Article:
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Chaparral 2018-2019: 27.5 What Are You Reading?

GCC roundup column written by you!

  1. What are you reading (name and author and/or link if it’s on the web)?

  2. Would you recommend it?

  3. What do you like or find interesting about it?


The Privileged Poor

I am reading The Privileged Poor: How Elite Colleges Are Failing Poor Students by Anthony Abraham Jack, Harvard University Press 2019.

I would highly recommend it to everyone who is interested in learning about what difficulties disadvantaged students encounter at elite colleges and how they struggle to overcome them.

It is very interesting and important to learn how low-income and disadvantaged students strive for inclusion and equality.

Arusyak Sargsyan
Noncredit ESL


North is Scott Jurek’s account of his 2015 attempt to beat the record for the fastest known time to complete the Appalachian Trail on foot. It alternates his perspective on pushing himself to his physical and mental limits with his wife’s memory of leading his support team. I recommend this book to anyone interested in the motivations and mindset of extreme athletes.

Caryn Panec
Noncredit Business/Life Skills

Living Beautifully, Something in the Water, The Lost Girls of Paris

I am re-reading Living Beautifully by Pema Chodron, an American Tibetan Buddhist nun. Her work is unbelievably spiritual and fully applicable to living a mindful life: awake, aware, and present (maybe even excited about!) living in the uncertainty of the world. Especially timely in today’s world.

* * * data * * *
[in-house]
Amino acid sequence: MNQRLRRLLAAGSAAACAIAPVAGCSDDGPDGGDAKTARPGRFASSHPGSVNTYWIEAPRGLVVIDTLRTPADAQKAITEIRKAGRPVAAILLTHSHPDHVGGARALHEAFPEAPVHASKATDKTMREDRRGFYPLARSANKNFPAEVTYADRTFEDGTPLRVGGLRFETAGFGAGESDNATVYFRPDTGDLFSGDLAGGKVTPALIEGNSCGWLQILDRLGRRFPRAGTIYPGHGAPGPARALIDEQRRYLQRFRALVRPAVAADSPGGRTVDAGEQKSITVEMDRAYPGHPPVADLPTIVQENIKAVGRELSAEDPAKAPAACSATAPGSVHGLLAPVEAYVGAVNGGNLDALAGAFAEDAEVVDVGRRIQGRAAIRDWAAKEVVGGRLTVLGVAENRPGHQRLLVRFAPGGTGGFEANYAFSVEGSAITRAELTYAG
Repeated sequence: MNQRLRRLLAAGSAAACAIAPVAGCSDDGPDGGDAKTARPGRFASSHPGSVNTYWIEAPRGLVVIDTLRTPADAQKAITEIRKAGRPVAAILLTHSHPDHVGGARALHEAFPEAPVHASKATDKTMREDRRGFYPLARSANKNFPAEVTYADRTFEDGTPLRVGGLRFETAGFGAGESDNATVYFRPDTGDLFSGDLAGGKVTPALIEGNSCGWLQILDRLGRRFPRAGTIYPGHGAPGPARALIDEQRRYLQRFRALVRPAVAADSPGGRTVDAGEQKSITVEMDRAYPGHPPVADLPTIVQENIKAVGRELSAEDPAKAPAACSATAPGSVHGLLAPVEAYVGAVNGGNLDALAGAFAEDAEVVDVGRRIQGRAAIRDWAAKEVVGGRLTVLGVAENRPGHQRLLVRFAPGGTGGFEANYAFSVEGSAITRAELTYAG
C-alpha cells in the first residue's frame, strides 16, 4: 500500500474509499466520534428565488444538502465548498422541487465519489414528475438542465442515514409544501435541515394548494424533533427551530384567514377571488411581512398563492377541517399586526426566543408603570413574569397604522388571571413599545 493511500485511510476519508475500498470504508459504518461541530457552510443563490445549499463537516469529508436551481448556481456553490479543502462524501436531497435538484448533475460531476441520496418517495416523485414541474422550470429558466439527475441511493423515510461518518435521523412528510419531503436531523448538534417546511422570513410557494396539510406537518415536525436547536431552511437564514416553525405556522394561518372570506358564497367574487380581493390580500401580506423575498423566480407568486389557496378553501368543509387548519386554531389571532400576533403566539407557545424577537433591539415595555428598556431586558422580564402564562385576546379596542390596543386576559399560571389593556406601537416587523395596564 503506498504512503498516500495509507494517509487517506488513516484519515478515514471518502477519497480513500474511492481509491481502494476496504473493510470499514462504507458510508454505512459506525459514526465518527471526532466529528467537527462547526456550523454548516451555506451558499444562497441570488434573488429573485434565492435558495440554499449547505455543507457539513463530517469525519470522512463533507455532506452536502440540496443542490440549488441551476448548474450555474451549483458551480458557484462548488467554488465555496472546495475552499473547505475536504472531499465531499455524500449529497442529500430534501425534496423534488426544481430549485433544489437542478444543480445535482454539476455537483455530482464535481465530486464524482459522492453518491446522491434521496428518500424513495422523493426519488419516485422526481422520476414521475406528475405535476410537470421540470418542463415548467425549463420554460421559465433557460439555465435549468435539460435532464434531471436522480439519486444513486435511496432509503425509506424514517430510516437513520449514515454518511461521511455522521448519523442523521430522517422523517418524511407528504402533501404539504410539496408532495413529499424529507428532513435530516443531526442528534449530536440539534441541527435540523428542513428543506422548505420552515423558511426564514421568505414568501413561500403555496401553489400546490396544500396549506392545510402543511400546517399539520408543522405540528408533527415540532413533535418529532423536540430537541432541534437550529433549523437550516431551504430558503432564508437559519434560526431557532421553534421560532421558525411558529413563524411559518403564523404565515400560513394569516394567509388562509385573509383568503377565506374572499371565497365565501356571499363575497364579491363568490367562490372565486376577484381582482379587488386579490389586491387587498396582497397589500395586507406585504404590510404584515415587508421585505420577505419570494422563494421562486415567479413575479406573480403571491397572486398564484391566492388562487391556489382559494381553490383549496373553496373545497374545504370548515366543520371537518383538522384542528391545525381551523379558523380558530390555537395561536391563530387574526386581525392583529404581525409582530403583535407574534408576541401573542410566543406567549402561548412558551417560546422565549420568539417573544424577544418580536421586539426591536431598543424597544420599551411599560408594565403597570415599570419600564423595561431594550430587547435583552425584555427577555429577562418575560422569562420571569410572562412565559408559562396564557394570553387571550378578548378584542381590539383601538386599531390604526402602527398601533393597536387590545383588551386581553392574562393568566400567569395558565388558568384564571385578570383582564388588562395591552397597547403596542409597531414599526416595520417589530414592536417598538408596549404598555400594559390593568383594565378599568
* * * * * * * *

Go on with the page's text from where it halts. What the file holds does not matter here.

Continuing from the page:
I just finished a fun novel Something in the Water by Catherine Steadman. Great summer read about a couple’s discovery on their honeymoon.

The Lost Girls of Paris, Pam Jenoff: Historical fiction inspired by true events. Details the lives Eleanor Trigg and 4 of the many English women she trained to infiltrate the German war machine in France during WW II. Set in France, ordinary women who stepped up to work with the resistance movement, and did I mention set in France??? What’s not to love??? Another great summer read.

Mary Elizabeth Barrett

Royal Sisters: Queen Elizabeth II and Princess Margaret

I’m reading Royal Sisters: Queen Elizabeth II and Princess Margaret by Anne Edwards.

Yes, I would recommend.

Royal enthusiasts! Who doesn’t love a story about princesses?

Frankie Strong

Inheritance: A Memoir of Genealogy, Paternity, and Love

I just finished Inheritance: A Memoir of Genealogy, Paternity, and Love by Dani Shapiro. The memoir is about the author discovering the truth of her paternity in her mid-50s after casually taking a mail-in DNA test. The memoir tracks her psychological process as she navigates tracking down her biological father and reevaluating her personal and familial identity, as well as her Jewish ancestry and ethnicity. A fascinating page-turning memoir from an accomplished writer. 

Gabrielle Mitchell-Marell

Let My People Go Surfing, Sapiens: A Brief History of Humankind